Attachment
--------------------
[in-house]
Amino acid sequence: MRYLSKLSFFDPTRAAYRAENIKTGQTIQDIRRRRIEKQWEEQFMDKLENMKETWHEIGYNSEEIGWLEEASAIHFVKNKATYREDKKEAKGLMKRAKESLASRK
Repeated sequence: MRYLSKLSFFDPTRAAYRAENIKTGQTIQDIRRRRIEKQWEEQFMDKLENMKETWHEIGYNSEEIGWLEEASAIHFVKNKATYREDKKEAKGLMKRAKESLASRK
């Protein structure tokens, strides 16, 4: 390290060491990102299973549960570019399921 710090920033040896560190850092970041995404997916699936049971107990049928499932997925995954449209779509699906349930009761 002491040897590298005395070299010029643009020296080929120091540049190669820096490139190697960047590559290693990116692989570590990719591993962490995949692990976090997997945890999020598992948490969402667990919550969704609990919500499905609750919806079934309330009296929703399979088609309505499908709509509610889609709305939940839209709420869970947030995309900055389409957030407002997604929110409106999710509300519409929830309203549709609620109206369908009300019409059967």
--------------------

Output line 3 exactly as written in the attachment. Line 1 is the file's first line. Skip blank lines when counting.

Repeated sequence: MRYLSKLSFFDPTRAAYRAENIKTGQTIQDIRRRRIEKQWEEQFMDKLENMKETWHEIGYNSEEIGWLEEASAIHFVKNKATYREDKKEAKGLMKRAKESLASRK